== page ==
[¶28] Suzanne Amsbaugh also argues the district court improperly reduced her property award by $2,700 for support paid by Terry Amsbaugh from March 2002 through December 2002. On September 24, 2001, the district court entered a written interim order that Terry Amsbaugh pay $300 per month for combined child and spousal support. A hearing had been held on the interim relief, during which the district court ruled from the bench. No transcript was provided for this hearing. Although the written interim order provided that Terry Amsbaugh was to pay $300 per month in combined child and spousal support, it did not indicate how much money should be allocated to each. The district court may have specified the allocation in its oral ruling, but because of the lack of transcript, we do not know.
[¶29] The district court's findings deducted from Suzanne Amsbaugh's property distribution "$2,700 for child support Terry Amsbaugh has paid since March" 2002. Suzanne Amsbaugh argues that because this amount included spousal support, the court erred in reducing her property award by $2,700.
[¶30] "If an appeal is taken in a case in which an evidentiary hearing was held, the appellant must order a transcript of the proceedings." N.D.R.App.P. 10(b). An appellant failing to file a transcript assumes the consequences. If the record on appeal does not allow a meaningful and intelligent review of the alleged error, we decline to review it. Sabot v. Fargo Women's Health Organization, Inc., 500 N.W.2d 889, 892 (N.D. 1993). The transcript of the hearing on interim relief was not provided in this matter. The ruling contained in this transcript could have answered the issue regarding the amount of support paid by Terry Amsbaugh that should be considered spousal support. This ruling may have complemented the interim order ordering Terry Amsbaugh to pay combined child and spousal support. Here, the lack of a transcript precludes meaningful review of this alleged error; therefore, we decline to review it.
[¶31] Suzanne Amsbaugh also claims the parties stipulated at trial that the child support would be credited at the rate of $100 per month to Terry Amsbaugh, and that the rest would be spousal support. The record, however, does not reflect a stipulation by the parties to resolve the matter in this manner.
[¶32] Although we decline to review whether the district court erred in reducing the property division by $2,700, we conclude the district court was justified in offsetting Suzanne Amsbaugh's property distribution by child support paid by Terry Amsbaugh. In May 2002, Terry Amsbaugh moved to amend the September 24, 2001, interim order. He sought to terminate his child support obligation, claiming the parties' son was residing exclusively with him. Because of disputed facts, the district court denied the order; however, it reserved the right to offset the property settlement if it became apparent at the hearing that the motion should have been granted. Trial testimony supports the district court's decision to offset the property settlement by the child support paid. At trial, Suzanne Amsbaugh testified that the allegations in her response to Terry Amsbaugh's motion to modify the support were incorrect.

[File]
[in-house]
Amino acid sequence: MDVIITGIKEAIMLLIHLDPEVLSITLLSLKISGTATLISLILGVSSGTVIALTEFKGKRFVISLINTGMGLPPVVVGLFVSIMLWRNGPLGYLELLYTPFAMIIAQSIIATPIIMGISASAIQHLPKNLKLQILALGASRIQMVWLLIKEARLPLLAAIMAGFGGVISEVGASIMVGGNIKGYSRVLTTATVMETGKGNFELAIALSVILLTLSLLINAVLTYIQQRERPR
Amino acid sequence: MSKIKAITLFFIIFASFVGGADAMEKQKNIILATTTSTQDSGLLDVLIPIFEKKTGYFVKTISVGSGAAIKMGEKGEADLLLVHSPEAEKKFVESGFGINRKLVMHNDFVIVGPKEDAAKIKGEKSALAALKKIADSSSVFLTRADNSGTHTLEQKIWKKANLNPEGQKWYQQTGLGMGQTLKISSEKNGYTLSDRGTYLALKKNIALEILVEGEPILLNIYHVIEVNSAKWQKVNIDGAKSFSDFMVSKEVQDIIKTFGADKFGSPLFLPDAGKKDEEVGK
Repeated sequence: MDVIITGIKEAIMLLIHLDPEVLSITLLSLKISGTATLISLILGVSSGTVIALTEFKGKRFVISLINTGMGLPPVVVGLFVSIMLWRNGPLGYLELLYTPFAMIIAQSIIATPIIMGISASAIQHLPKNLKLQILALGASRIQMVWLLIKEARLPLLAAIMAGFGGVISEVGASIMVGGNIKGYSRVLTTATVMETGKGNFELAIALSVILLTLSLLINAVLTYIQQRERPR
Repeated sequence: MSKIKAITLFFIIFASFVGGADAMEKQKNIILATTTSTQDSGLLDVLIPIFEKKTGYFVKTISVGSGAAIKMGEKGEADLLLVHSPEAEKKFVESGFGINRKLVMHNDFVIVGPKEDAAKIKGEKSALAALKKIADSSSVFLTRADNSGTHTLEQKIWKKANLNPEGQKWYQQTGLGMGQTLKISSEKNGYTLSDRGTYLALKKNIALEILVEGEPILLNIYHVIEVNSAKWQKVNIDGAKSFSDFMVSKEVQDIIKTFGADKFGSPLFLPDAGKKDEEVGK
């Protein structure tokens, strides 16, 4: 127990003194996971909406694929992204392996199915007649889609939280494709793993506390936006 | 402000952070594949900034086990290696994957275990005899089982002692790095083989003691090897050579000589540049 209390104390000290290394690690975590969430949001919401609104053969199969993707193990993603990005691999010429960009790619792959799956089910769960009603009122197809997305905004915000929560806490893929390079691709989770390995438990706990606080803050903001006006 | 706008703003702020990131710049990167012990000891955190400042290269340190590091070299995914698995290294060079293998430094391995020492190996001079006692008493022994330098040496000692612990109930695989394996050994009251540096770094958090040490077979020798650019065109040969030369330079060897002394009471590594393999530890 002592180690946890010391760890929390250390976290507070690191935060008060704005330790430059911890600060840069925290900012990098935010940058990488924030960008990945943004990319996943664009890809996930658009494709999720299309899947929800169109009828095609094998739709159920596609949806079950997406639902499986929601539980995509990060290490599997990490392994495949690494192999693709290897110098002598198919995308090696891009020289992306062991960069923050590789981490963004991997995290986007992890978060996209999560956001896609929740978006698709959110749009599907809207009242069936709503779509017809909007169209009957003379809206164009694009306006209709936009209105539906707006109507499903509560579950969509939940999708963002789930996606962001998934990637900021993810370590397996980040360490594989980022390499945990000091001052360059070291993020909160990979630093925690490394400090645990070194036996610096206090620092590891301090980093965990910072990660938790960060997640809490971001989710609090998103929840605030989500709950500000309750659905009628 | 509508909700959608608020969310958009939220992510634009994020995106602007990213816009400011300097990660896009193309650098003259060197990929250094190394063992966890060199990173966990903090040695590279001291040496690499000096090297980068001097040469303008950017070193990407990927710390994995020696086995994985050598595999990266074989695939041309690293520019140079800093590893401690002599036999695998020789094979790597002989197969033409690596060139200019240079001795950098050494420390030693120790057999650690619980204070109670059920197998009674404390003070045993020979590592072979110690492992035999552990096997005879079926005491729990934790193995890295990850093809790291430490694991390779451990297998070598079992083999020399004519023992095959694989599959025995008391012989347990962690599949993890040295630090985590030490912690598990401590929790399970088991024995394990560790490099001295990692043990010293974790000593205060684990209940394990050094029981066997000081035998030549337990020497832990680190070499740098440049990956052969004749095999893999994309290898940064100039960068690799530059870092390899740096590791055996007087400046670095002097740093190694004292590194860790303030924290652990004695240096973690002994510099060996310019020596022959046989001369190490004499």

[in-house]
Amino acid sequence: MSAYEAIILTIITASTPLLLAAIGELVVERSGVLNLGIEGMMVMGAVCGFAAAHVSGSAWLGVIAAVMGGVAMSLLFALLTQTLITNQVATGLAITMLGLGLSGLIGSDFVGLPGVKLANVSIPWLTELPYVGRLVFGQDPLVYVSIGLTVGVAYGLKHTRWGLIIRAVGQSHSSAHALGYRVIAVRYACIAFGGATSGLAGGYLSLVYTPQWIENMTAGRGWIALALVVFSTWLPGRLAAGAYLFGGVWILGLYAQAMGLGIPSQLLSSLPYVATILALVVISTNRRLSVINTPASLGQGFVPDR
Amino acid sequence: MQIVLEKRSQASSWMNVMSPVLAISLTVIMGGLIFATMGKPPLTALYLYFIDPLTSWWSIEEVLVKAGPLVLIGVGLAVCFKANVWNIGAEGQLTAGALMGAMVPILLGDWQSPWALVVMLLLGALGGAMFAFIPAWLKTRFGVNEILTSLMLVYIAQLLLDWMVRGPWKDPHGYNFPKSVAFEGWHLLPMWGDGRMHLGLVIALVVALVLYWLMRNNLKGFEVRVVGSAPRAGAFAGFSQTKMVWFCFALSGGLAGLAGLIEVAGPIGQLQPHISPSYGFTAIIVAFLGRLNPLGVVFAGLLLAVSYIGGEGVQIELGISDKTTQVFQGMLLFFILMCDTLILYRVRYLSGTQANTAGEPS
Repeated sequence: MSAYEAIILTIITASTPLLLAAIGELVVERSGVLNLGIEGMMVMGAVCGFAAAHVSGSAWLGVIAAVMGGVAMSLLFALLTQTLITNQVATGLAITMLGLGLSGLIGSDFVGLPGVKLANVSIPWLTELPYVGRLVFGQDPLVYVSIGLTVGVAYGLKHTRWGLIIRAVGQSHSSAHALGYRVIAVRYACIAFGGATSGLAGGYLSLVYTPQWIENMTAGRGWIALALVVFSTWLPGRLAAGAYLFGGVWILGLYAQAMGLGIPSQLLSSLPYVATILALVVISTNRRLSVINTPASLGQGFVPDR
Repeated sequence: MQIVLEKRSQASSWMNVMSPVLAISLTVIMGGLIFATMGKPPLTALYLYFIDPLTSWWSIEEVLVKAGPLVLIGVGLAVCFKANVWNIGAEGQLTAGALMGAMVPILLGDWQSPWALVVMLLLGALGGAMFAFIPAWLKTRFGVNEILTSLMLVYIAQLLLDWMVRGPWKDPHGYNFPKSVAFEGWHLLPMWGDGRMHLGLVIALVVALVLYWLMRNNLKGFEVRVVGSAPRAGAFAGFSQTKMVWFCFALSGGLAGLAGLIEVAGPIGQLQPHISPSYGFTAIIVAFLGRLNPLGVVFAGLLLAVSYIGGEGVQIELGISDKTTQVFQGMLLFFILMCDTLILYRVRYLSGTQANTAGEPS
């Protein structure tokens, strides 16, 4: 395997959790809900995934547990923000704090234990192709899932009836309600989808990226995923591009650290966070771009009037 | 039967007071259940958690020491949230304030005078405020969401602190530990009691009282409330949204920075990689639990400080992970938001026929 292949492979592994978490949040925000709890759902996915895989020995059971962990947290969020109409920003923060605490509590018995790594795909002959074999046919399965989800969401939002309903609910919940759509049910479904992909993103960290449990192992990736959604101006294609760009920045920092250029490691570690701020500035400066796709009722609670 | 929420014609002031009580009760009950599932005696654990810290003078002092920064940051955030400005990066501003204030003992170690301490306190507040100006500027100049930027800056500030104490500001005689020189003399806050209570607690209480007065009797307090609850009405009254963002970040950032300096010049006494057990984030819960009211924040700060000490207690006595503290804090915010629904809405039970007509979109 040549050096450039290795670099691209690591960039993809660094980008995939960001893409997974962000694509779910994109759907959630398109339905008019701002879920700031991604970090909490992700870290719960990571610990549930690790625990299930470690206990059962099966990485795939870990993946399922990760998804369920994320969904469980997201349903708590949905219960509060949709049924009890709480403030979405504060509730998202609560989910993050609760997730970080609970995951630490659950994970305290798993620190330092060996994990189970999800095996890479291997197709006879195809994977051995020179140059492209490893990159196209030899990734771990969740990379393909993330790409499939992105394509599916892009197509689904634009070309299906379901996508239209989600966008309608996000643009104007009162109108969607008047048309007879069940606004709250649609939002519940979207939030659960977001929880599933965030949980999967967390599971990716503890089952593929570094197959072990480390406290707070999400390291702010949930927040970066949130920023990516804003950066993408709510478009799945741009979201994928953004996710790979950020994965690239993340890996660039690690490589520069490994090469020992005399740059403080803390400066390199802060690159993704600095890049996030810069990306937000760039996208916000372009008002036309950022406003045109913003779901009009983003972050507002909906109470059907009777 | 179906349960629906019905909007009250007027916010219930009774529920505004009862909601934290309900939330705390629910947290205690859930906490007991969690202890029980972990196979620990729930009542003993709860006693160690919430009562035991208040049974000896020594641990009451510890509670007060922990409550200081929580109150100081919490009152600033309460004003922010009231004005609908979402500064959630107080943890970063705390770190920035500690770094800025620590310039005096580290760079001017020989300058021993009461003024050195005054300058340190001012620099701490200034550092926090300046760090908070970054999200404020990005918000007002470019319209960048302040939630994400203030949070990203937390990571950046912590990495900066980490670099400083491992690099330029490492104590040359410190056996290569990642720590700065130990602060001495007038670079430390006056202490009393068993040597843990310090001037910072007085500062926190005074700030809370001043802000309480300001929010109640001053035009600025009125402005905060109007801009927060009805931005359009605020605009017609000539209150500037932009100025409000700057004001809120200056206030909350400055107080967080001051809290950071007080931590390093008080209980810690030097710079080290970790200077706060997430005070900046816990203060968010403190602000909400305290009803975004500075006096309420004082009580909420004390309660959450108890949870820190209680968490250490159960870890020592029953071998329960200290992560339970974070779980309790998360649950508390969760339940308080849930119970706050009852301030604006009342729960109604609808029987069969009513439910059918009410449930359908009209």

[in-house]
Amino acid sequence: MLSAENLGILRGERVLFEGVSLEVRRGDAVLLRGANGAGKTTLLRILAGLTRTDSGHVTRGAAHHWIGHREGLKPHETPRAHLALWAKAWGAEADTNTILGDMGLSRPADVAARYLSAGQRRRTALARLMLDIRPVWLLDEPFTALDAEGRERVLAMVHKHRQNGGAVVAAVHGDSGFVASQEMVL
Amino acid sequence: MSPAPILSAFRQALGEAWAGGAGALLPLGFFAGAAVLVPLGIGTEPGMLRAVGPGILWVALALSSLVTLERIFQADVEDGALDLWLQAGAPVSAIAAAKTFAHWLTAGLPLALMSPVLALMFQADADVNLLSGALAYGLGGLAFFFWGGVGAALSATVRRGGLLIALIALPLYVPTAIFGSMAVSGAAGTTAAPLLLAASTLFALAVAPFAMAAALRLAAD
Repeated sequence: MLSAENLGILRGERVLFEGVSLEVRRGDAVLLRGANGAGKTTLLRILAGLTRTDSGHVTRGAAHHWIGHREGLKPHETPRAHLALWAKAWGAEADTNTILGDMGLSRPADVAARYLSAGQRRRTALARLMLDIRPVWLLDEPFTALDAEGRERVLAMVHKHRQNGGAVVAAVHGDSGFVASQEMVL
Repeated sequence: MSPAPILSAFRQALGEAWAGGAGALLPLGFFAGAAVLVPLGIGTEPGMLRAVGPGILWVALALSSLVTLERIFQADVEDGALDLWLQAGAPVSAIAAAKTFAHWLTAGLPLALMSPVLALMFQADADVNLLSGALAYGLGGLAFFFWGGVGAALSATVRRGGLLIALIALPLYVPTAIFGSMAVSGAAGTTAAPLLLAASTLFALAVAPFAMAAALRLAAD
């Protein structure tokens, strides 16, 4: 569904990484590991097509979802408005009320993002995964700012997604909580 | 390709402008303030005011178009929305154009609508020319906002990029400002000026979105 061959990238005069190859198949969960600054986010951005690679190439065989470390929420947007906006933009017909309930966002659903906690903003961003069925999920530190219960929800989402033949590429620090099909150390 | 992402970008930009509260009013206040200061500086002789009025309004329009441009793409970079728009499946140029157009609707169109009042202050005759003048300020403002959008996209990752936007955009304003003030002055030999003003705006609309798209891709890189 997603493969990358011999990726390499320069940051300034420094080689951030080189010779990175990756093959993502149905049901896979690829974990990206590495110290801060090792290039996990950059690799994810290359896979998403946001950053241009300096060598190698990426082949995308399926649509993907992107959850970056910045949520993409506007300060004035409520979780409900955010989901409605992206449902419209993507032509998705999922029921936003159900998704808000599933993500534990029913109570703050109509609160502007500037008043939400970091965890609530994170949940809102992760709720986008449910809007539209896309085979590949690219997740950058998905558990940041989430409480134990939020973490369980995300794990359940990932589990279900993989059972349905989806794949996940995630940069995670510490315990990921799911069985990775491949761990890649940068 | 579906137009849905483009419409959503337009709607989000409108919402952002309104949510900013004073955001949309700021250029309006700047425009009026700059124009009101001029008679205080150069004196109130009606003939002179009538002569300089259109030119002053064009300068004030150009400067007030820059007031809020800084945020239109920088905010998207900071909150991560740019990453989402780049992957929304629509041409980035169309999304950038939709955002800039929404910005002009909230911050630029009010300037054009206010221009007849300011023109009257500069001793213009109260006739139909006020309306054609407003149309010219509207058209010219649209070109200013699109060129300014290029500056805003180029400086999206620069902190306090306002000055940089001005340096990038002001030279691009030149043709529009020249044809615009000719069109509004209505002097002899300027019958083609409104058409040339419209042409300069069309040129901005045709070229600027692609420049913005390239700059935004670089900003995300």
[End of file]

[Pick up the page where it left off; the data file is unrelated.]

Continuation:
[¶33] Suzanne Amsbaugh also argues the district court improperly reduced her property award by $8,700 worth of debts incurred post-separation. She claims she has been penalized because she was allocated these debts and then her property award was reduced by the same amount. "Once all property and debts of the parties are included, a trial court may consider which of the parties has incurred particular debts, and the purposes for which those debts were incurred, in determining an equitable allocation of the responsibility for repayment." Neidviecky, 2003 ND 29, ¶ 11, 657 N.W.2d 255. We conclude the district court's reduction in her award was justified. Suzanne Amsbaugh incurred these debts after the parties had separated and while Terry Amsbaugh continued to make payments on other marital debts.
[¶34] Furthermore, Suzanne Amsbaugh argues that because there was no fault, or that fault was condoned, the unequal distribution is not justified. The district court found Suzanne Amsbaugh's drinking and lack of attempts to address her drinking to be a further justification for the offsets in the property distribution. The district court also found that her drinking and her combative nature when drunk did more than anything else to cause the marital dissolution. Both "economic and noneconomic fault are proper factors for the trial court to consider in dividing marital property." McKechnie v. Berg, 2003 ND 136, ¶ 6, 667 N.W.2d 628. Furthermore, uncontrolled drinking contributing to the breakdown of the marriage, even if involving alcoholism, can be considered a matter of fault. See Nastrom v. Nastrom, 284 N.W.2d 576, 582 (N.D. 1979). There is much testimony to support the finding Suzanne Amsbaugh did drink and was often combative while drinking. Suzanne Amsbaugh argues her fault in the marriage has been waived because Terry Amsbaugh condoned her drinking. She refers to N.D.C.C. § 14-05-13. This statute involves conditional forgiveness for an offense constituting a cause for a divorce. This statute does not apply, and we find this argument without merit. Furthermore, even if this argument had merit, the district court's distribution of property is sufficiently explained without considering who was at fault.